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Probably useless observation on leaks

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Probably useless observation on leaks

Post by GaryE on Wed Sep 11, 2013 6:07 am

I have a leaking tank. It's a 33 gallon I bought second hand and resiliconed. Odds are, it had a hairline crack as the front glass cracked last week, partway up soon after I had gotten it running. It's a 33g - for some reason, every 'catastrophic' tank glass break I have ever had has been that size. I assume they use the thinnest glass possible, and that they penny pinch too far on that size tank.

It's in my basement, and I drained til a few inches sit in the bottom, pushing on the front glass crack. This weekend I will remove and recycle it. I have a floor drain 3 feet away for the water running out.

It lost a lot of water and stopped. For 3 days, it was tight as could be. Yesterday, it dumped about a gallon, and stopped. The floor had time to dry. This morning, it lost another gallon.

My point? If you do get a leaker and it stops, don't be confident everything is okay. This tank is randomly leaking in bursts, even though the cracked glass is submerged. The crack is huge and can't be missed, but it won't always work that way...

I've never left a leaker standing before to see this pattern, and it's interesting. I can't wait for the weekend to get it out of there though.
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Re: Probably useless observation on leaks

Post by alexmtl on Wed Sep 11, 2013 6:20 am

Not such a useless post. The point is well made: what does one do when they discover they have a leak. In an emergency I guess you start bailing.

I rarely use second hand tanks. I remember the first aquarium that I had with the stainless steel rims and thick glass that was siliconed countless times, and still leaked. In the event that we do get a leaker, I cannot think of a sufficient method of sealing and injecting with pressure to stop the leak, especially when there is already water in the tank.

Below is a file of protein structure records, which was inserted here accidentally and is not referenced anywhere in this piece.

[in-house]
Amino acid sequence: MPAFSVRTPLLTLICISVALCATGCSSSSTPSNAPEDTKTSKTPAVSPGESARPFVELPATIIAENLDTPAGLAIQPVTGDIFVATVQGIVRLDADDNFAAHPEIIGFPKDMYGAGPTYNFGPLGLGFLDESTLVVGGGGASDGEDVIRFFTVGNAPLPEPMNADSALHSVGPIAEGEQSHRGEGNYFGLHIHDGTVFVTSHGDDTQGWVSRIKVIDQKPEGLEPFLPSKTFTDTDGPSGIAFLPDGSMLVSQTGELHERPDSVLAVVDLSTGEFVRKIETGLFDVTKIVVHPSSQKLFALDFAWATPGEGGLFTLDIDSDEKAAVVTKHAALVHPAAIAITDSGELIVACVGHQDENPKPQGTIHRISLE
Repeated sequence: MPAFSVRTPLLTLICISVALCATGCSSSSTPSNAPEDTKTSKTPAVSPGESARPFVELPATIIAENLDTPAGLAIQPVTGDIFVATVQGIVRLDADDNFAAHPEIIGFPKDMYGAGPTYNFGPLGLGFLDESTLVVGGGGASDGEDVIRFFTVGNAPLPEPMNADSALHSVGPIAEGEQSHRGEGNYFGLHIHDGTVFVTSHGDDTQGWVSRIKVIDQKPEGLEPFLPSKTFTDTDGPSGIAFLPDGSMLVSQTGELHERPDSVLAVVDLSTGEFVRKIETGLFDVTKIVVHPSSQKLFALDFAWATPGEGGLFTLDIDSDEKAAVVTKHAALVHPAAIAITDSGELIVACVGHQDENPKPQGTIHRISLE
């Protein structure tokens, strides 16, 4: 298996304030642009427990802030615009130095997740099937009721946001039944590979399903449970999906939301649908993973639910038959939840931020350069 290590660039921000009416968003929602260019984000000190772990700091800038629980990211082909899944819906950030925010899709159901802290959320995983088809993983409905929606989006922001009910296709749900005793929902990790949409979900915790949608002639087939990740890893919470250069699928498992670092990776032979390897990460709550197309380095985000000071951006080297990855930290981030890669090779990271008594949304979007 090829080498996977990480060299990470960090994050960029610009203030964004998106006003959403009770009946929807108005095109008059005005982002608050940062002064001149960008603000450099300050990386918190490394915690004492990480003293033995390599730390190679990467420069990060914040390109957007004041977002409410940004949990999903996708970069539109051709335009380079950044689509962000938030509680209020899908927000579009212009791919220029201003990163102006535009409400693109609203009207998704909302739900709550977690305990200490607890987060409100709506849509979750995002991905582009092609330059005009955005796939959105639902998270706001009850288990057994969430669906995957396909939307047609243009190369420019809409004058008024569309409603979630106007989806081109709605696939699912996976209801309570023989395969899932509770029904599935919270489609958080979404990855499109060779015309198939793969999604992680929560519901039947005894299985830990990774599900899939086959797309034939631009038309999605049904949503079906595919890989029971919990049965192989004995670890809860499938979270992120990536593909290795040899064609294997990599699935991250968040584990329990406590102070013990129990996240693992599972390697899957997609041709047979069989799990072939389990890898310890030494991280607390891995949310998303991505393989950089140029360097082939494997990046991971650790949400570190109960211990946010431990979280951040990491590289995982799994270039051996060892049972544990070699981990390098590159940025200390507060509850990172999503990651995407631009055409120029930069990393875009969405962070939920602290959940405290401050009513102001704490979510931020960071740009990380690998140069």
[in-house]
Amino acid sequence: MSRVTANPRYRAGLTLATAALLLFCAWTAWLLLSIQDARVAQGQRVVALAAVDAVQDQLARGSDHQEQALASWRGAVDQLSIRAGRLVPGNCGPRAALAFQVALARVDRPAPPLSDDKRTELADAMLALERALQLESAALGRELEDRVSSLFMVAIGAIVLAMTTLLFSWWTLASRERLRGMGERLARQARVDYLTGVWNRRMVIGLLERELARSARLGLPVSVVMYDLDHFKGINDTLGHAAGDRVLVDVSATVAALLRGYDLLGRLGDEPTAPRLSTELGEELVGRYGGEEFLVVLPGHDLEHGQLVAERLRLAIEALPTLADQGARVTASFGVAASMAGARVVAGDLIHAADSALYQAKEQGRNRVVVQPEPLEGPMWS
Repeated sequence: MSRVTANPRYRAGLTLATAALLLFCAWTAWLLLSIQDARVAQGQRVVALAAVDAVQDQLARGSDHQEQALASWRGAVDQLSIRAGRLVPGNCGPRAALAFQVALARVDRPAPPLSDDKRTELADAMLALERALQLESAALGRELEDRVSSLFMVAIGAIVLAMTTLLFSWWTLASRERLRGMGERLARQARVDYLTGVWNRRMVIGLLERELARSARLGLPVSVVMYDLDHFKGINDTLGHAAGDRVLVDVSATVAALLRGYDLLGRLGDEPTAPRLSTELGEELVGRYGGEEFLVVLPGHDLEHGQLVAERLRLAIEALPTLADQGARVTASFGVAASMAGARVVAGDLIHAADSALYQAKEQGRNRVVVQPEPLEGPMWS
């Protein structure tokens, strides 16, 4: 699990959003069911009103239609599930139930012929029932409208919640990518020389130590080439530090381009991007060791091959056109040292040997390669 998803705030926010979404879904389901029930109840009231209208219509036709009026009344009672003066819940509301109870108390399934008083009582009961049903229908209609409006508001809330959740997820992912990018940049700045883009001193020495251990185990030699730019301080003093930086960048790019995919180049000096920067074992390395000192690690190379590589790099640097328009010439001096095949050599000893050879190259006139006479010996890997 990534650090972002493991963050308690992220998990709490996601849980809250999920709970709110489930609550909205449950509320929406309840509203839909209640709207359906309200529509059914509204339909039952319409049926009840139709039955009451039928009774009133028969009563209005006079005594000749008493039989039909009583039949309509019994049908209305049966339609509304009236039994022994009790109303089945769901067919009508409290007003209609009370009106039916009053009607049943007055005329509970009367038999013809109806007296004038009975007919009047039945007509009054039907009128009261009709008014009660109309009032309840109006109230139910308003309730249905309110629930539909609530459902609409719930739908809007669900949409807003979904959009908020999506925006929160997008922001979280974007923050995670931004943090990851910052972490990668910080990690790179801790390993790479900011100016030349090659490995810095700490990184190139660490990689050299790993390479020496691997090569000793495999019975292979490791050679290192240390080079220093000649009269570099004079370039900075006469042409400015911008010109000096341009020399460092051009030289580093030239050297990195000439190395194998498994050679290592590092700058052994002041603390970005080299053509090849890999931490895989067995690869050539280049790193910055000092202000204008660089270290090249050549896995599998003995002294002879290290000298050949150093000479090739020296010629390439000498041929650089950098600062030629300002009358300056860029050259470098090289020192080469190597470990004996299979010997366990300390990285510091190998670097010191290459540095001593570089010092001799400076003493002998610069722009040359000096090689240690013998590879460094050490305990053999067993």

I guess the closest remedy would be silicone in a syringe to inject over the crack or joint, but still no adequate, certainly not aesthetic. Rubber coating the outside ? Probably not. With the cost of all this material, it may have been best to have done a leak test before actually putting into use with livestock.
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Re: Probably useless observation on leaks

Post by Sbenson11 on Wed Sep 11, 2013 7:03 am

I don't have a comment on your leaky tank, Buy Gary that avatar is nasty.

Steve
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Re: Probably useless observation on leaks

Post by vince0 on Wed Sep 11, 2013 7:26 am

I have resealed tanks with great success, but have never tried to replace a panel. I have yet to have a tank crack on me, knock on wood (as I look over at my 180 gallon tank next to me). I recycle glass all the time to use with worm cultures and such, I find reusing beats out recycling as the original life cycle of the material is extended.
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Re: Probably useless observation on leaks

Post by GaryE on Thu Sep 12, 2013 5:10 am

I had filled the tank and checked, but I'll guess the glass was thin and older and there was a fault in it. I misjudged the age, I guess, as it had black silicone. I'm thinking I may not have been the first to resilicone it though.
I'll recycle, re-use - it's good for tank lids.
I bumped a glass door once with my elbow - a gentle bump, and the whole thing simply collapsed. Sometimes, there are spots in glass that are weaker or more brittle, I guess. And as I said - it's those 33 gallons I've seen it with. I've never had a 40 or a 20 do this, but this will be my fourth recycled 33 (in 40+ years with fish).
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Re: Probably useless observation on leaks

Post by alexmtl on Thu Sep 12, 2013 6:17 am

I think the composition of glass may have to do with this. The date of manufacturer perhaps even the specific manufacturer who used the glass composite that tended to shatter. I am still favour glass tanks over acrylic mainly due to cost. I do not see a reason for any manufacturer to create a lifetime guarantee that is transferable with the tank, mainly due to cost. So an economic conundrum exists that people will pay for a better glass tank.
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